Article Title

Sonnet 29


Allyn Wood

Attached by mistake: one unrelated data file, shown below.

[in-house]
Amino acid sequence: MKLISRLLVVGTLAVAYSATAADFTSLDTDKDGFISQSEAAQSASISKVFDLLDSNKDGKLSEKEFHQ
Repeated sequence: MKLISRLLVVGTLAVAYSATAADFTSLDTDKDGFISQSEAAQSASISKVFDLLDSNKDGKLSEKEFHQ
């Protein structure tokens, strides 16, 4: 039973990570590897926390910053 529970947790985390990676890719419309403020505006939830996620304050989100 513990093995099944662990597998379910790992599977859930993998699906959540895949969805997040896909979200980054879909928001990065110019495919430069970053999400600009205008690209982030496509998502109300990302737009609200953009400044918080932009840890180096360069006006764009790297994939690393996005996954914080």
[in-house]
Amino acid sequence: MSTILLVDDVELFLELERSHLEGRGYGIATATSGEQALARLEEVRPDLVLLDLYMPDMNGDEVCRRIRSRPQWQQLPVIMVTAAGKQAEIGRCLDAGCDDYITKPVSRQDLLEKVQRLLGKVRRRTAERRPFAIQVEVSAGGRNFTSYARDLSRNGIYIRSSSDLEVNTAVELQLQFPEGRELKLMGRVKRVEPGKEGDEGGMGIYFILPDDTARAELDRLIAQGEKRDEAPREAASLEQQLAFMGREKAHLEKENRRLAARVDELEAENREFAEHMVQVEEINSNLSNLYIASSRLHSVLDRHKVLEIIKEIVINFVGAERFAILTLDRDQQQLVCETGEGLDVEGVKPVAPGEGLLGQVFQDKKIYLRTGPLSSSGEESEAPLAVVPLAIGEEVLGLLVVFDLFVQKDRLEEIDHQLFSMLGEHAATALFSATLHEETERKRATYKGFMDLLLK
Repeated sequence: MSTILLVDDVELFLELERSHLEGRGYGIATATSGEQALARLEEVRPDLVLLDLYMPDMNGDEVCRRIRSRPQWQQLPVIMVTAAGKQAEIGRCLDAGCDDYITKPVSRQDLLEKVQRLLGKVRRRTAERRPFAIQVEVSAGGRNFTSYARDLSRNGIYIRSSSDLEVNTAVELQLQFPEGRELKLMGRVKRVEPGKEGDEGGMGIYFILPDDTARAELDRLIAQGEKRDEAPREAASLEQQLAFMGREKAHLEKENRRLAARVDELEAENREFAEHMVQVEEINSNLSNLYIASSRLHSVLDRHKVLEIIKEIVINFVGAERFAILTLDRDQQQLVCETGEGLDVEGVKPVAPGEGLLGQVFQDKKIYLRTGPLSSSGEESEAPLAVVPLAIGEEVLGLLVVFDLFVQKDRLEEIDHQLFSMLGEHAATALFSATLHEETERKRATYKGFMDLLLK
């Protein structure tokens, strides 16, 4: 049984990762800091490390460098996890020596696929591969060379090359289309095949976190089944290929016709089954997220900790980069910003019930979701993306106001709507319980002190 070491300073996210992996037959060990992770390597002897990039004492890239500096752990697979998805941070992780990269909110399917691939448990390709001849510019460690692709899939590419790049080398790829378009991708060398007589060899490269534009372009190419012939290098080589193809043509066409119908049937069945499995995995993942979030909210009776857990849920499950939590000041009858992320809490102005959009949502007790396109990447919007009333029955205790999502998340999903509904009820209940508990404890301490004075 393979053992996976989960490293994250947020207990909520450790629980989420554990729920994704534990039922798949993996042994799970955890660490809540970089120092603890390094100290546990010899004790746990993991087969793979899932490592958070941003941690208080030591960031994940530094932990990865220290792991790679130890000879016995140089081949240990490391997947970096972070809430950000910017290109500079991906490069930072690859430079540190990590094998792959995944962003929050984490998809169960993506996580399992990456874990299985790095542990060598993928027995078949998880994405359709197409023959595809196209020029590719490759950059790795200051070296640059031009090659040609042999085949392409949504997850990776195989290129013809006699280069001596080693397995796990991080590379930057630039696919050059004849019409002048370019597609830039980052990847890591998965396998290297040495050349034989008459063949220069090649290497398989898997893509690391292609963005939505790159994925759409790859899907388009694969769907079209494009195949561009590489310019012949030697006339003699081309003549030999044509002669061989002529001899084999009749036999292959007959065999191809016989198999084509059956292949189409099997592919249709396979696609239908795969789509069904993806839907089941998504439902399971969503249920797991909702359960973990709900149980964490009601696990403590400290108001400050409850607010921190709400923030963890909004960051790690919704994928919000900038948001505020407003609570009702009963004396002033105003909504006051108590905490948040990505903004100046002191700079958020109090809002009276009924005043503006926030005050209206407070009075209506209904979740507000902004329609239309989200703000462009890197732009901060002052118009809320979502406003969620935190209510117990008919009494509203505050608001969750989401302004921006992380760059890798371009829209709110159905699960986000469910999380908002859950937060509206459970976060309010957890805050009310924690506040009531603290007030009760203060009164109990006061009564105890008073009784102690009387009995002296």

THE boy Argus, who is nineteen, with palette colors in the carriers of his fingers, turns back to the house as if to make a last precautionary round before a journey. Instead he has decided to stay. He leaves his belongings in the debris of the hall. A cat from the end of the hall peers and they exchange reserves across silence heavy but for a hum, compoundly powerful and accustomed, like a thousand cats purring, or as a tornado may sound to those it has left behind, with implication eternal, both retrospective and ominous; from the core of which pierces a steady tapping of his father's typewriter. The boy starts to go through the rooms when something rises "Ind catches in his throat, a cough or a cry, unclasping time that rolls out before him. 'How did it begin? By what way have I come?'



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